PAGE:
Reviewer Gordon Osmond : Gordon is a produced and award-winning playwright and author of: So You Think You Know English--A Guide to English for Those Who Think They Don't Need One, Wet Firecrackers--The Unauthorized Autobiography of Gordon Osmond and his debut novel Slipping on Stardust.
He has reviewed books and stageplays for http://CurtainUp.com and for the Bertha Klausner International Literary Agency. He is a graduate of Columbia College and Columbia Law School and practiced law on Wall Street for many years before concentrating on writing fiction and non-fiction. You can find out more about Gordon by clicking HERE
ISBN: 978-0-9851156-0-9 (Paperback)
In a Prologue strongly reminiscent of the final scene of The Graduate but with gender reversal, author Sebastian Cole sticks a formidable fork in the life road of Noah Hartman. Should he proceed with the opulent wedding in which he is functioning as groom, or should he elope from his own wedding and run off with intruder Robin, who crashes by cab at the last moment, overweight, poorly dressed, but with profound protestations of the commodity that serves as the central theme of the novel: love?
Noah's dilemma successfully overhangs the series of flashbacks telling of Noah's fateful meeting with Robin, a Polish/Portuguese equivalent of Abie's Irish Rose, who really knows how to enliven a dance bar, the resistance the union encounters from Noah's Jewish family members, and the rocky road of the romance: marriage, divorce, almost immediate plans to re-marry, and "final" breakup.
As the reader learns more about Robin and her particular affliction with Borderline Personality Disorder, which results in an emotional constancy on her part roughly as steady as Madonna's, there is a tendency to think that if Noah has a brain in his head, he will re-cab Robin, return to the synagogue, and say "I definitely do" to bride Sarah, his acknowledged best friend. But in the course of the flashbacks, the reader learns that Noah has some fairly heavy psychological baggage of his own, including a love obsession worthy of that displayed in Of Human Bondage, The Blue Angel, and Carmen.
Through it all, it becomes clear, at least to this reviewer, that Noah is the less limited of the two. Robin's "undying" love for Noah has as many lives as your average cat, proves incapable of surviving without straying a single out-of-town solo sojourn, and requires nourishment with infusion of cash from her jilted husband. (Accepting a $20,000 check from Noah, who had every reason in the world to withhold it, Robin states that she's too busy to follow it up with a coffee with the feckless donor. Is it her dilettante-esque interest in becoming an X-ray technician that enables us to see right through her?) And it takes nothing more subtle than being raped by a beer-swilling/swollen lover to induce her to decide that the time may be right to make amends to wealthy and still-chiseled Noah, who has recently become a successful Hollywood screenwriter. Decisions, decisions.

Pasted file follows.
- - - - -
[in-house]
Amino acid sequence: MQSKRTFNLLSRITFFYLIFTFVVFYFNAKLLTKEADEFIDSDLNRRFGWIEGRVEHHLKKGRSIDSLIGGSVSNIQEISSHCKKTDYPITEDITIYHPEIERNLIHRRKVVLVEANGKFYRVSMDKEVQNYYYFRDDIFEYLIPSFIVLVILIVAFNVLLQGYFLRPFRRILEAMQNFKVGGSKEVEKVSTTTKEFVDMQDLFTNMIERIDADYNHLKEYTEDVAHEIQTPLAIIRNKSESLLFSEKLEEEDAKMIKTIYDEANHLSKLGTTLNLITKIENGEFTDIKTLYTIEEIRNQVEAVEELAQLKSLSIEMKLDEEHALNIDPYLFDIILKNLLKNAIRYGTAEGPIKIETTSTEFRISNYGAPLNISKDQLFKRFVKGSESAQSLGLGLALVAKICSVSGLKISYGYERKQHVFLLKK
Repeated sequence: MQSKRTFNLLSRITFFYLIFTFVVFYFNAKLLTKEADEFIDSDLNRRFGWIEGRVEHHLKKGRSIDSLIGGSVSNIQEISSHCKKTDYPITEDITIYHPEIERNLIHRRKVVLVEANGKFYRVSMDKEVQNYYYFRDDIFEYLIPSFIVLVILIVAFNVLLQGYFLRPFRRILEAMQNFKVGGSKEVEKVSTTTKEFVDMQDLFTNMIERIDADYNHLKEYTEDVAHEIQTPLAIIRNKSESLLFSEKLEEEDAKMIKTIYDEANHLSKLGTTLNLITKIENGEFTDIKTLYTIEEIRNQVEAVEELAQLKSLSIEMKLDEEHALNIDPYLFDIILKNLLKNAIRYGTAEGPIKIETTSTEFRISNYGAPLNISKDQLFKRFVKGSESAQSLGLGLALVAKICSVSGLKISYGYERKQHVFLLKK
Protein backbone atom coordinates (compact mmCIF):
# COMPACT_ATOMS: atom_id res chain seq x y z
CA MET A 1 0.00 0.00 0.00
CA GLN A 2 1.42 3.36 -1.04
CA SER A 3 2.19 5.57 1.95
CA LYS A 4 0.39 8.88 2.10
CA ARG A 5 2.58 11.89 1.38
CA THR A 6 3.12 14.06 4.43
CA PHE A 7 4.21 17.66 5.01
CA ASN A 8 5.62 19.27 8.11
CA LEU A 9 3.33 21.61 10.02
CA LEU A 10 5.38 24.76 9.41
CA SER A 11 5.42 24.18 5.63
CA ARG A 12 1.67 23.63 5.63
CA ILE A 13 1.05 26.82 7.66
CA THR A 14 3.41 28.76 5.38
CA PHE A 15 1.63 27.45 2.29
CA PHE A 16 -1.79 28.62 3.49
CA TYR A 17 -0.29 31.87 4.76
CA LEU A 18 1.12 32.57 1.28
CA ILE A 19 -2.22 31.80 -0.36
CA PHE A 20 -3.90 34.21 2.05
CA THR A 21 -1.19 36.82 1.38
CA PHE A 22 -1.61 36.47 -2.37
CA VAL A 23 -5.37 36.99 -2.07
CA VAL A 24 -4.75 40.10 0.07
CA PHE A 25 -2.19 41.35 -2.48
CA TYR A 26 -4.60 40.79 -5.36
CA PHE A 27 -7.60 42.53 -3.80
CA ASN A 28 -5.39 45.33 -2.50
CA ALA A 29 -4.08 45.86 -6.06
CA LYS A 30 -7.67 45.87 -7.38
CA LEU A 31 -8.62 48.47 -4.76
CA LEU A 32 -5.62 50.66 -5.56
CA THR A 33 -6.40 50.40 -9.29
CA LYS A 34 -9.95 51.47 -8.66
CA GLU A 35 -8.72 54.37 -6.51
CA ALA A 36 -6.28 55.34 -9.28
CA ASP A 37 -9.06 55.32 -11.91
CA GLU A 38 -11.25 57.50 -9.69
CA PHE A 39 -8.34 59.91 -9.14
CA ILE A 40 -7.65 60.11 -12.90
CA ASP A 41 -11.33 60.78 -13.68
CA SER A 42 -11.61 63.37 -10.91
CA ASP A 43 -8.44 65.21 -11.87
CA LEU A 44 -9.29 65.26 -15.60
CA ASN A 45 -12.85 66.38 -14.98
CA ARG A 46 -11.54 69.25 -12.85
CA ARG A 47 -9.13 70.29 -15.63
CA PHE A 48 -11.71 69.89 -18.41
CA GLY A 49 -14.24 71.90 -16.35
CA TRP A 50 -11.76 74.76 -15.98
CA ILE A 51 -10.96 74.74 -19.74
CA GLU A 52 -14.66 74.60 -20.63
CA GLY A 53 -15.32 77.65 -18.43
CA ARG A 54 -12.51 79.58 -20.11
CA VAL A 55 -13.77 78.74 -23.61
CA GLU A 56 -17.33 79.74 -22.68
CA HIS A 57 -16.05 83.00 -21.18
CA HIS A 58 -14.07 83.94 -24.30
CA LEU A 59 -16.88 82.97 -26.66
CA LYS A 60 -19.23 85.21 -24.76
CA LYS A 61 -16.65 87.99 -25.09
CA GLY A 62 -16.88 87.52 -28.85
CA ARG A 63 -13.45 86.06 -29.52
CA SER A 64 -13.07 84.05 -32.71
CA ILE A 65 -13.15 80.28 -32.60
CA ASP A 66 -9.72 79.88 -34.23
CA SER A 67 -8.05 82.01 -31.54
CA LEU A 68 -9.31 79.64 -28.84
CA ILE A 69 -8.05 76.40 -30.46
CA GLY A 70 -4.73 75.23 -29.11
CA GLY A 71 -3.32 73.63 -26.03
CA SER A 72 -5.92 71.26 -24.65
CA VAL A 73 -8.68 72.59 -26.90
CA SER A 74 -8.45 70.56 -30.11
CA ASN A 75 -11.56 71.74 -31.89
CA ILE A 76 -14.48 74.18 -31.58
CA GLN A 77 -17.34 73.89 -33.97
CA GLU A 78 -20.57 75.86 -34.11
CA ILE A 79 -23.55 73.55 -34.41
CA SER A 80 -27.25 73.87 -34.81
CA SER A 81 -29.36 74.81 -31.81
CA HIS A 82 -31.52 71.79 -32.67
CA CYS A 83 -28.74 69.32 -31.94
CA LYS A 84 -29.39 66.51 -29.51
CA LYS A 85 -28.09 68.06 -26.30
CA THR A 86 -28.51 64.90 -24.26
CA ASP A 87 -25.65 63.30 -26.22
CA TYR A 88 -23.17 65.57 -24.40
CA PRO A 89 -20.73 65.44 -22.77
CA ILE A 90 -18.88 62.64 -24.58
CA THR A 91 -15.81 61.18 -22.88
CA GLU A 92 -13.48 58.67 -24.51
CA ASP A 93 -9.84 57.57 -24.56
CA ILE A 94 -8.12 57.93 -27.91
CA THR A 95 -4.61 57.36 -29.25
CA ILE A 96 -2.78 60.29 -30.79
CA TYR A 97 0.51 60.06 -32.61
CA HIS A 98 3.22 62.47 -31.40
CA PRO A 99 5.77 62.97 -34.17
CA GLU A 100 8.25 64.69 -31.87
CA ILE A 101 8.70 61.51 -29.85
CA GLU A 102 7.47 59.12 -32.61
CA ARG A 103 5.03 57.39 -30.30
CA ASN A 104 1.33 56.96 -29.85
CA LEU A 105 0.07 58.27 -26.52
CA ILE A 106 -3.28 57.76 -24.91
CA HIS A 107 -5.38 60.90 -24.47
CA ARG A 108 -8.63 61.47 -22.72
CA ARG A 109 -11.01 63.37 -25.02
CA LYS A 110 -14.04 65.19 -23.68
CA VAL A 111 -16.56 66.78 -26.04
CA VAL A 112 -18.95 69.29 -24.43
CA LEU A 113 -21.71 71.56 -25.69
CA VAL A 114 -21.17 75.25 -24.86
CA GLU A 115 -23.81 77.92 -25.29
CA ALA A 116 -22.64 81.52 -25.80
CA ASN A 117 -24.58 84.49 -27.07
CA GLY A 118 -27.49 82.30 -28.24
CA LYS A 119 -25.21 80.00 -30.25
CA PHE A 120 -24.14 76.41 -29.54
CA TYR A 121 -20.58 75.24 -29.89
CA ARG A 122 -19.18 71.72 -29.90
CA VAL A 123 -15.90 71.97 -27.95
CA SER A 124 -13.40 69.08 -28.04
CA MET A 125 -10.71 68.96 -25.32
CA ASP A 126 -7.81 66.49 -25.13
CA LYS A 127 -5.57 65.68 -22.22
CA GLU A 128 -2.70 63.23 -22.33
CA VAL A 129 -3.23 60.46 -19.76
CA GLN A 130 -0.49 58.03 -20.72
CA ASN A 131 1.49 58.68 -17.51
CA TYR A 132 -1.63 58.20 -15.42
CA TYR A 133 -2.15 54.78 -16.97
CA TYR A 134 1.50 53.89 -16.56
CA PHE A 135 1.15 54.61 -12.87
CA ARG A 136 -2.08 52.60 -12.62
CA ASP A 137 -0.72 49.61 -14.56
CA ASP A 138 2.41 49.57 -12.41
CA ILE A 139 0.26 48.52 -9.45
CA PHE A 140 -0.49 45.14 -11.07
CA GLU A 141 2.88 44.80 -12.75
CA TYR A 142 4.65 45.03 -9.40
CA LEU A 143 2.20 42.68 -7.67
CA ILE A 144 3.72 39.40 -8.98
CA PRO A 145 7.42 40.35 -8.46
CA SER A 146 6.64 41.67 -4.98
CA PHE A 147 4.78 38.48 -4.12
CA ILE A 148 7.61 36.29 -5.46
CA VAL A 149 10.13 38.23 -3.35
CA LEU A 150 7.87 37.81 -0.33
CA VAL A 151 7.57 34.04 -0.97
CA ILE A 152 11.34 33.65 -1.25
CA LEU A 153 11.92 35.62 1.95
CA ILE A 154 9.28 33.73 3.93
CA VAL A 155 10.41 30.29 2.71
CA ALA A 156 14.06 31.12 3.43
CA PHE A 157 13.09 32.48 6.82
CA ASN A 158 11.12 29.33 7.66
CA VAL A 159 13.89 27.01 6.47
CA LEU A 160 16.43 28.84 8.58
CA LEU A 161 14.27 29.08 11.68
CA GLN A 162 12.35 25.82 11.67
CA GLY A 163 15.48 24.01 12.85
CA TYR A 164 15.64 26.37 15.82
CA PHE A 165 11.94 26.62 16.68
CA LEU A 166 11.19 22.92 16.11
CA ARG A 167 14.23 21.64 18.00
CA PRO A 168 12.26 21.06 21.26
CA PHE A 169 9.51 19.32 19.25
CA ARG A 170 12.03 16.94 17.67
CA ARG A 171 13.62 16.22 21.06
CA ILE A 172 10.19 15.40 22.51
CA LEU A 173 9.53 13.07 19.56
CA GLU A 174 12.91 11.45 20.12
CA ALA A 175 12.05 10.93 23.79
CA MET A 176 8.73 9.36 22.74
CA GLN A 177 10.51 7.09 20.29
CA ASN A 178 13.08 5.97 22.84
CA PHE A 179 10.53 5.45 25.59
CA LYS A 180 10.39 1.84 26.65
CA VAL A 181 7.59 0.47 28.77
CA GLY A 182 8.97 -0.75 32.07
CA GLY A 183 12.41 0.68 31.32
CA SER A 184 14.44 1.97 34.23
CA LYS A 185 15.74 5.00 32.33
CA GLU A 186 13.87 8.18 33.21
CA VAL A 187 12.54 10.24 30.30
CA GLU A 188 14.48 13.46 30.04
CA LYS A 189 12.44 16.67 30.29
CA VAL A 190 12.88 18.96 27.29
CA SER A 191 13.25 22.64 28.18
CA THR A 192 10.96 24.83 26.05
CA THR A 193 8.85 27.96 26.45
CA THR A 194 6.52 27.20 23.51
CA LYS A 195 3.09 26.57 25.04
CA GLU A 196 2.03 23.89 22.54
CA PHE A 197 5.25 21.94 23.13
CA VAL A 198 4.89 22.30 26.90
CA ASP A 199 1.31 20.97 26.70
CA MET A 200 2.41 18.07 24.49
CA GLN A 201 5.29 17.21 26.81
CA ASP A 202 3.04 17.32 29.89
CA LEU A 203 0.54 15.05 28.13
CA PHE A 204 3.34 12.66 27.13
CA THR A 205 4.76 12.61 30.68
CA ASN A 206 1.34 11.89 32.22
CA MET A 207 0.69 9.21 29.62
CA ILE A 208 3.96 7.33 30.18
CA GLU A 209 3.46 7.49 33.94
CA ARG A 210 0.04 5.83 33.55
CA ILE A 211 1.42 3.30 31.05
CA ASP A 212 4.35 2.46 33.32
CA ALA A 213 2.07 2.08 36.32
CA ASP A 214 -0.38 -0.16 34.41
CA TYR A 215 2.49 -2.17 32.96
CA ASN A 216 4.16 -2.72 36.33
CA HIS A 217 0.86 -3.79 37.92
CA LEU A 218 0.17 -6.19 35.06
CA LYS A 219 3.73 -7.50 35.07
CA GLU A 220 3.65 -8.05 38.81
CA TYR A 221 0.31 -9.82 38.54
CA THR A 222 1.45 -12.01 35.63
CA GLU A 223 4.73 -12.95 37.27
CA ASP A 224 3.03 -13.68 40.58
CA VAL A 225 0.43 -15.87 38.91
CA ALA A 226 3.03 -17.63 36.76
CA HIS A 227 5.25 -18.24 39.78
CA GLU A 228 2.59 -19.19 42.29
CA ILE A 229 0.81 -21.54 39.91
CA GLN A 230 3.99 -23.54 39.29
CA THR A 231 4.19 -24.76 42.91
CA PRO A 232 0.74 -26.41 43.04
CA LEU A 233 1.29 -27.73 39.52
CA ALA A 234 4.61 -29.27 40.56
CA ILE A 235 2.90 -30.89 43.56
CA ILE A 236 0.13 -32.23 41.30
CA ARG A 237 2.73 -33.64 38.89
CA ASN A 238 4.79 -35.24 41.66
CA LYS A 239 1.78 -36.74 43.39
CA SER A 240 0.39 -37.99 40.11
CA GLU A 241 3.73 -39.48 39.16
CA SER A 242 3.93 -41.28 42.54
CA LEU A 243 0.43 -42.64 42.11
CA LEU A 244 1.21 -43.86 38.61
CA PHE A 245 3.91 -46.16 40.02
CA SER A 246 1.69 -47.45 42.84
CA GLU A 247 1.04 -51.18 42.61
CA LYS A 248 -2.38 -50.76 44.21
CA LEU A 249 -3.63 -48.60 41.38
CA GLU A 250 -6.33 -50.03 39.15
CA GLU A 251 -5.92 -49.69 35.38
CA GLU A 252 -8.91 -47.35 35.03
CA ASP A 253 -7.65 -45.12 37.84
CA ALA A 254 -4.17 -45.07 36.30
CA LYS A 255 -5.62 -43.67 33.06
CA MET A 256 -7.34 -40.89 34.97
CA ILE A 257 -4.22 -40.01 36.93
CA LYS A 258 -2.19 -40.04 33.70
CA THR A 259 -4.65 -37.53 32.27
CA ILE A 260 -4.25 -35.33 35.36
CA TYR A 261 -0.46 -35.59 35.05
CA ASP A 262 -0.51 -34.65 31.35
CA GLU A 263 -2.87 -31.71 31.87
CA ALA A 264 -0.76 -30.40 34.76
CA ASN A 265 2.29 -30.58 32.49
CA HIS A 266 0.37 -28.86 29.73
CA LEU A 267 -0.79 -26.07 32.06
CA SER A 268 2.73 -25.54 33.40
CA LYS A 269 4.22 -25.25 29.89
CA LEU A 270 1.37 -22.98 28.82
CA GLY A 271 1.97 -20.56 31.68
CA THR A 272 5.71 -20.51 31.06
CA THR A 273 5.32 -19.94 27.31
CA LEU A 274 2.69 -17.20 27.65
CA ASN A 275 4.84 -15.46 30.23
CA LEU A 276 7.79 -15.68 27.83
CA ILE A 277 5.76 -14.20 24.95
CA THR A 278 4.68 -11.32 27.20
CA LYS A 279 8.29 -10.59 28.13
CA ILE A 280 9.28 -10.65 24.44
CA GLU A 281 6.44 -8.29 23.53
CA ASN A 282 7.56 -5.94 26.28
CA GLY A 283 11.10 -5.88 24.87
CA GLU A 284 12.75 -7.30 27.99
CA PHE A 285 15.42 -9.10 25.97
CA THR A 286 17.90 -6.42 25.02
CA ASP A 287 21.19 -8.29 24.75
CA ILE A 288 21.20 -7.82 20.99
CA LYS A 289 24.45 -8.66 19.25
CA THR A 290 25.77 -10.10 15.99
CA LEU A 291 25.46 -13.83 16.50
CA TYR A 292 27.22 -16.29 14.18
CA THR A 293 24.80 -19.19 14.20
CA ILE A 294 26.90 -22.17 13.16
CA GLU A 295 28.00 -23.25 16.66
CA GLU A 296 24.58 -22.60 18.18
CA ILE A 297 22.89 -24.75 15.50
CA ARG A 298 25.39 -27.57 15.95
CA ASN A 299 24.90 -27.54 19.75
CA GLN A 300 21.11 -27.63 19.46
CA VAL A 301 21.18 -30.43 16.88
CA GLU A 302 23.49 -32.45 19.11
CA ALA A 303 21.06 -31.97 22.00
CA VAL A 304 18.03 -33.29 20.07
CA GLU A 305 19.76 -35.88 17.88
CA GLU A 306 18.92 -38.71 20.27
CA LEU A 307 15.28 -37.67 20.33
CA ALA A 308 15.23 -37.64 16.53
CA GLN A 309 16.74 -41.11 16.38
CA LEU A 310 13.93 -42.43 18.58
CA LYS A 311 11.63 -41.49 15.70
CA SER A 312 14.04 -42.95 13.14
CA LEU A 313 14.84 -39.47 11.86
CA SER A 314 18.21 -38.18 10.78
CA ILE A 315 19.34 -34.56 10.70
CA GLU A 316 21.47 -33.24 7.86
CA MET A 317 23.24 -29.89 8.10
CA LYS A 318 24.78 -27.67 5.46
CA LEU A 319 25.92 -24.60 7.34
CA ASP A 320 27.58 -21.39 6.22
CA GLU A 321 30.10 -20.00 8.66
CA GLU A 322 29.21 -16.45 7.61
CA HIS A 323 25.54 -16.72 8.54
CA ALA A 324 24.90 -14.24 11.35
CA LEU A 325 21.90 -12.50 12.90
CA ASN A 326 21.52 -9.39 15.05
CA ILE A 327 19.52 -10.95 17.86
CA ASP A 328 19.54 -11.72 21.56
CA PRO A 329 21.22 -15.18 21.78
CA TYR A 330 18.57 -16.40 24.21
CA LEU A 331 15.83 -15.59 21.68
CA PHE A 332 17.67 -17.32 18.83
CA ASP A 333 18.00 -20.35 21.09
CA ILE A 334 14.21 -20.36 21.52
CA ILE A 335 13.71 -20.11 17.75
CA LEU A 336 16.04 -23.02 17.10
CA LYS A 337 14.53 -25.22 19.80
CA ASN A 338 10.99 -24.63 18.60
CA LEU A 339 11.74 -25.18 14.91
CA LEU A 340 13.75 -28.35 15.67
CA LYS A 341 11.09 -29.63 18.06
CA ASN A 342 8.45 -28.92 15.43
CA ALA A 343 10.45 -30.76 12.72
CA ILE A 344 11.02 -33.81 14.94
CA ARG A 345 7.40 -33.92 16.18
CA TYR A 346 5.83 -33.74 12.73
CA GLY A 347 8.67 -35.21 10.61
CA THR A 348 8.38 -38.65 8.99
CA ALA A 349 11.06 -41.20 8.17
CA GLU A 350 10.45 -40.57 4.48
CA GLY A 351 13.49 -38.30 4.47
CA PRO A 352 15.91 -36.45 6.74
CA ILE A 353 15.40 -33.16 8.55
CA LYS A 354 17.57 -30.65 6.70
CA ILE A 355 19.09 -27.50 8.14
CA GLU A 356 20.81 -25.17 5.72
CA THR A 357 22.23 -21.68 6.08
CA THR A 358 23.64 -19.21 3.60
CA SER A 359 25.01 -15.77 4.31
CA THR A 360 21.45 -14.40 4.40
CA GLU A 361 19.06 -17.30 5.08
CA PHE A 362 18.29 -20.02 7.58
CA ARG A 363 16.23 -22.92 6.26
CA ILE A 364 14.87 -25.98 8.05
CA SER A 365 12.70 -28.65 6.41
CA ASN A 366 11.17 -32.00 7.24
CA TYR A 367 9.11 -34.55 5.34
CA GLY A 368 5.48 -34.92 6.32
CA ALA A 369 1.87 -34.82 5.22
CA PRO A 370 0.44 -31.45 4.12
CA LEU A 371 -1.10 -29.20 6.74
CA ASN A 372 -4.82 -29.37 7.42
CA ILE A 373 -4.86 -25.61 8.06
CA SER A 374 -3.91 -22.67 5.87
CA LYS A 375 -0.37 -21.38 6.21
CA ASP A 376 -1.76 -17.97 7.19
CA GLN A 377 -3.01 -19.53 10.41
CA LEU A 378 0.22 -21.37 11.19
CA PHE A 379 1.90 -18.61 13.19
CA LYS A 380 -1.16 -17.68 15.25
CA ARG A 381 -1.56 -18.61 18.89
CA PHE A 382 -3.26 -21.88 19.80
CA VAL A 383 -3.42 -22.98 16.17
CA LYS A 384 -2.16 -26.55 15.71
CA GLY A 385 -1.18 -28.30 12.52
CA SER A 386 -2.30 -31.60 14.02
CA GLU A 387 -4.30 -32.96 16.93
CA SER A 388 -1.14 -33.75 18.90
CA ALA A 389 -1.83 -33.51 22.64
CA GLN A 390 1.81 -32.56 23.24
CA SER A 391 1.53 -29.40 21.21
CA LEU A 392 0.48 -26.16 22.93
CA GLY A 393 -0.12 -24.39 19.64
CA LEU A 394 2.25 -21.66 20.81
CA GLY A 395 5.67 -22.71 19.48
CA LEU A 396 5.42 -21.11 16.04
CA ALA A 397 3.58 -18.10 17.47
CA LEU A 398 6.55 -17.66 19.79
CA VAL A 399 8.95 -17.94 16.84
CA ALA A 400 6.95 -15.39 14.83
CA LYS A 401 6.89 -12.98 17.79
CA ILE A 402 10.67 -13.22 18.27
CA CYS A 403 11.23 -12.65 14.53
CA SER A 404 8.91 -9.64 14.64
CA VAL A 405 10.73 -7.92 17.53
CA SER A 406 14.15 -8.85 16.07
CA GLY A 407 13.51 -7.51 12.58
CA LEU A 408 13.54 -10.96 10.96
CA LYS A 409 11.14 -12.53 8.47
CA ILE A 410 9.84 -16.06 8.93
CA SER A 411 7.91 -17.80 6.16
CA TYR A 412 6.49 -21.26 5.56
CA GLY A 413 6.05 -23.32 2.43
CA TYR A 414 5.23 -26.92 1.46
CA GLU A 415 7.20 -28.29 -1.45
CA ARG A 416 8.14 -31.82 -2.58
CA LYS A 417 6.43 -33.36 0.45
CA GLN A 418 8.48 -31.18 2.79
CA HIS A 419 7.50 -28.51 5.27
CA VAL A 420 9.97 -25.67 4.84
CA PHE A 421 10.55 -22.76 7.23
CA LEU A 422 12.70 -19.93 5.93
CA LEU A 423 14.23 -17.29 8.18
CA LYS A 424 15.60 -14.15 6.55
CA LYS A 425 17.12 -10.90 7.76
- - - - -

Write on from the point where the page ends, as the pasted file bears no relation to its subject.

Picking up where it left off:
Structurally, the novel is sound. In addition to the life-giving Prologue, the author well handles flashbacks and flash forwards due in some measure to the effective use of a kind of male nurse, who doubles as God and Greek chorus.
The book is well edited although a repositioning of a final prepositional phrase in the last sentence of the following quote might evoke a more realistic, albeit less athletic, image of a sex scene. "In Robin’s dream, she was making love to Noah, riding him. Outside, the ocean was turbulent as large, white waves pounded the beach in a violent storm. Lightning lit up the room, projecting the silhouette of her shapely body rocking back and forth on the wall."
The book's subtitle gives the reader an adequate warning that at times the narration is going to be plentifully populated with the verbal paraphernalia associated with popular romance novels. Males will be chiseled and females are going to be supple; that's just the way it is. But may we, please, soon achieve closure on the word, "closure"?
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